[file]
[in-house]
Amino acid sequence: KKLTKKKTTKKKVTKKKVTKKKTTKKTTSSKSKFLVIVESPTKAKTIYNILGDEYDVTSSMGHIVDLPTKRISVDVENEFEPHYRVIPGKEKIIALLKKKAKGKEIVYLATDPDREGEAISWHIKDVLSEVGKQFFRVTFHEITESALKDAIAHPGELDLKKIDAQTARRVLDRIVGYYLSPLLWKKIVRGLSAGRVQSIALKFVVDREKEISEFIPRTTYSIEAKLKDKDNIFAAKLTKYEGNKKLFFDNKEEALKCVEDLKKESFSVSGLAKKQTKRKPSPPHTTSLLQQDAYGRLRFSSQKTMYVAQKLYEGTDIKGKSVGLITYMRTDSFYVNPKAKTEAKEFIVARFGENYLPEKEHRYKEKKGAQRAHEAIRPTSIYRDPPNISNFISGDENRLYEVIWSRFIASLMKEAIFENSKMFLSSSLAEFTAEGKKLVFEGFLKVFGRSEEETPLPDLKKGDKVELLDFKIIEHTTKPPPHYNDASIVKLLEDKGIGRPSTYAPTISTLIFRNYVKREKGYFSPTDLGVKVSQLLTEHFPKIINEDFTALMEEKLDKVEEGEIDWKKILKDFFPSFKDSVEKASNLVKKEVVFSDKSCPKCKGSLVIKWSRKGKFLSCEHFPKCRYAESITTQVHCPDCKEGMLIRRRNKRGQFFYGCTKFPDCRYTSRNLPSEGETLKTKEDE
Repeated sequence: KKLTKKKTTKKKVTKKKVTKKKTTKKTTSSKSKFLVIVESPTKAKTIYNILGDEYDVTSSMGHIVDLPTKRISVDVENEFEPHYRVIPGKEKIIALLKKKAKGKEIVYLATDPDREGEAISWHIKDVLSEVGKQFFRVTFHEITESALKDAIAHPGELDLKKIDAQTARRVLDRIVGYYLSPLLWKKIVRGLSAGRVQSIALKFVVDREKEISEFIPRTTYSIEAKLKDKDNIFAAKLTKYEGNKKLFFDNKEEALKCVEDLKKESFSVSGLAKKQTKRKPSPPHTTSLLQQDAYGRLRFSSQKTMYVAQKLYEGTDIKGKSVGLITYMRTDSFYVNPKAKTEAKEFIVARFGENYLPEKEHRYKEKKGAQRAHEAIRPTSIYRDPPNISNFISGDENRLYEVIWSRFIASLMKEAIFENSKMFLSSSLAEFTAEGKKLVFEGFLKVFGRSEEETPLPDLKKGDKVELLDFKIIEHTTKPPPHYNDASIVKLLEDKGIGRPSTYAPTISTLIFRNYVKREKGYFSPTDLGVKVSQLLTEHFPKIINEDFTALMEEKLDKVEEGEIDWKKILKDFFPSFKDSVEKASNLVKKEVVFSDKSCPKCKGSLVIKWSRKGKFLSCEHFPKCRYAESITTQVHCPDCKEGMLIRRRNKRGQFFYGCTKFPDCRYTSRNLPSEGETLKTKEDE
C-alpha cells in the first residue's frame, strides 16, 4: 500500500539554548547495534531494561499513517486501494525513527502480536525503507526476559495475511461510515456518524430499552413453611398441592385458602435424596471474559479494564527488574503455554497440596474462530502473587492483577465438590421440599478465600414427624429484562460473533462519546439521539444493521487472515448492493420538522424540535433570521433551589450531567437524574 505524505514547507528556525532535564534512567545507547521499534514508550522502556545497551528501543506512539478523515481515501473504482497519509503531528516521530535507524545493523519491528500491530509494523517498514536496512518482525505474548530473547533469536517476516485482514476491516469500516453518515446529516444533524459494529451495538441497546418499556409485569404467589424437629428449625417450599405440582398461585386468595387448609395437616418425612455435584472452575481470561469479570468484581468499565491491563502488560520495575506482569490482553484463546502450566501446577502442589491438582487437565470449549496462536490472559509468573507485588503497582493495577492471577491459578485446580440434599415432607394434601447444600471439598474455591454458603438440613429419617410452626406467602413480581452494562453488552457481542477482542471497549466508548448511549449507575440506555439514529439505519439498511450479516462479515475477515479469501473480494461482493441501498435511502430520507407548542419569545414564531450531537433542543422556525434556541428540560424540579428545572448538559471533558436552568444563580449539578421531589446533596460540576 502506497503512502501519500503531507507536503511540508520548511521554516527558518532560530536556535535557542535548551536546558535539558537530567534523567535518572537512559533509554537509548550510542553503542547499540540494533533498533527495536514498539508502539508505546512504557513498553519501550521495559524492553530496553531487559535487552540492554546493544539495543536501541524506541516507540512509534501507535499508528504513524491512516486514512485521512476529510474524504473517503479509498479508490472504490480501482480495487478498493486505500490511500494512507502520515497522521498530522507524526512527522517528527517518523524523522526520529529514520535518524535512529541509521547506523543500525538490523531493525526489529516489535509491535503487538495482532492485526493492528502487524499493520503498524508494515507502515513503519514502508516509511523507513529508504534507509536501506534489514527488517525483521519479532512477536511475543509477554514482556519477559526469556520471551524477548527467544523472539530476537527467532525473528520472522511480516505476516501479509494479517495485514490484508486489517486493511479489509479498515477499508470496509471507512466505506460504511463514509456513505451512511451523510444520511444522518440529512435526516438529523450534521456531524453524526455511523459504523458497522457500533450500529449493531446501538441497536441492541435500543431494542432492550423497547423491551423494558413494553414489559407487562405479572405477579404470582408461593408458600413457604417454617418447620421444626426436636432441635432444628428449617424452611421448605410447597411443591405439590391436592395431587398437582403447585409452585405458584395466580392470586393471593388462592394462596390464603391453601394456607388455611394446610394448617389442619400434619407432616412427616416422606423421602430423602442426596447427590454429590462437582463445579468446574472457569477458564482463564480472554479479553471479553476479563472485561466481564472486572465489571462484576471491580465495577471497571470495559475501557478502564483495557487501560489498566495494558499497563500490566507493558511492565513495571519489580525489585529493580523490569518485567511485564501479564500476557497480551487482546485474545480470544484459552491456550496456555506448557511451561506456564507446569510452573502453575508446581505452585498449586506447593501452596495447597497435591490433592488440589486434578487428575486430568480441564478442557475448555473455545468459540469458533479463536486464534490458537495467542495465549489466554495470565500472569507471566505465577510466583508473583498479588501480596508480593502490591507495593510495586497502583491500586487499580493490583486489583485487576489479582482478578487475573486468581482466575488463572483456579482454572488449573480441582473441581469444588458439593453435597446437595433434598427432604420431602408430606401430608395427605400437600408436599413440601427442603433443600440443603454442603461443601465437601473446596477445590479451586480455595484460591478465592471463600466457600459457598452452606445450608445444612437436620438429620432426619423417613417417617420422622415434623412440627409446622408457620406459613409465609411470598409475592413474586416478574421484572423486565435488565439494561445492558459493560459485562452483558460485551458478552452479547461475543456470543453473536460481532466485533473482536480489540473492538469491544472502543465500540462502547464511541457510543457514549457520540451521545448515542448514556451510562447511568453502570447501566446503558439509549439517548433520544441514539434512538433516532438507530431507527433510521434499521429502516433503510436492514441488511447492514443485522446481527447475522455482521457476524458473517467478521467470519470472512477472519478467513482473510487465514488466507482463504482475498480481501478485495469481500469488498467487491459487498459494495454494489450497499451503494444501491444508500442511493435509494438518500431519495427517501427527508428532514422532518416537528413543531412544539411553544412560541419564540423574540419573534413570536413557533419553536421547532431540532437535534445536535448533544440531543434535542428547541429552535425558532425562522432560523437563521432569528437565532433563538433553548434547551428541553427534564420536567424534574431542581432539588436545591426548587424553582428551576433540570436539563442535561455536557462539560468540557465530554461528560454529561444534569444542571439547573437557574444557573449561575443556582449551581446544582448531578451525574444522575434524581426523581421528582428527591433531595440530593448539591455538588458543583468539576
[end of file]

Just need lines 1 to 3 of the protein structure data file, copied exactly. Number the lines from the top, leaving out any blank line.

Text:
[in-house]
Amino acid sequence: KKLTKKKTTKKKVTKKKVTKKKTTKKTTSSKSKFLVIVESPTKAKTIYNILGDEYDVTSSMGHIVDLPTKRISVDVENEFEPHYRVIPGKEKIIALLKKKAKGKEIVYLATDPDREGEAISWHIKDVLSEVGKQFFRVTFHEITESALKDAIAHPGELDLKKIDAQTARRVLDRIVGYYLSPLLWKKIVRGLSAGRVQSIALKFVVDREKEISEFIPRTTYSIEAKLKDKDNIFAAKLTKYEGNKKLFFDNKEEALKCVEDLKKESFSVSGLAKKQTKRKPSPPHTTSLLQQDAYGRLRFSSQKTMYVAQKLYEGTDIKGKSVGLITYMRTDSFYVNPKAKTEAKEFIVARFGENYLPEKEHRYKEKKGAQRAHEAIRPTSIYRDPPNISNFISGDENRLYEVIWSRFIASLMKEAIFENSKMFLSSSLAEFTAEGKKLVFEGFLKVFGRSEEETPLPDLKKGDKVELLDFKIIEHTTKPPPHYNDASIVKLLEDKGIGRPSTYAPTISTLIFRNYVKREKGYFSPTDLGVKVSQLLTEHFPKIINEDFTALMEEKLDKVEEGEIDWKKILKDFFPSFKDSVEKASNLVKKEVVFSDKSCPKCKGSLVIKWSRKGKFLSCEHFPKCRYAESITTQVHCPDCKEGMLIRRRNKRGQFFYGCTKFPDCRYTSRNLPSEGETLKTKEDE
Repeated sequence: KKLTKKKTTKKKVTKKKVTKKKTTKKTTSSKSKFLVIVESPTKAKTIYNILGDEYDVTSSMGHIVDLPTKRISVDVENEFEPHYRVIPGKEKIIALLKKKAKGKEIVYLATDPDREGEAISWHIKDVLSEVGKQFFRVTFHEITESALKDAIAHPGELDLKKIDAQTARRVLDRIVGYYLSPLLWKKIVRGLSAGRVQSIALKFVVDREKEISEFIPRTTYSIEAKLKDKDNIFAAKLTKYEGNKKLFFDNKEEALKCVEDLKKESFSVSGLAKKQTKRKPSPPHTTSLLQQDAYGRLRFSSQKTMYVAQKLYEGTDIKGKSVGLITYMRTDSFYVNPKAKTEAKEFIVARFGENYLPEKEHRYKEKKGAQRAHEAIRPTSIYRDPPNISNFISGDENRLYEVIWSRFIASLMKEAIFENSKMFLSSSLAEFTAEGKKLVFEGFLKVFGRSEEETPLPDLKKGDKVELLDFKIIEHTTKPPPHYNDASIVKLLEDKGIGRPSTYAPTISTLIFRNYVKREKGYFSPTDLGVKVSQLLTEHFPKIINEDFTALMEEKLDKVEEGEIDWKKILKDFFPSFKDSVEKASNLVKKEVVFSDKSCPKCKGSLVIKWSRKGKFLSCEHFPKCRYAESITTQVHCPDCKEGMLIRRRNKRGQFFYGCTKFPDCRYTSRNLPSEGETLKTKEDE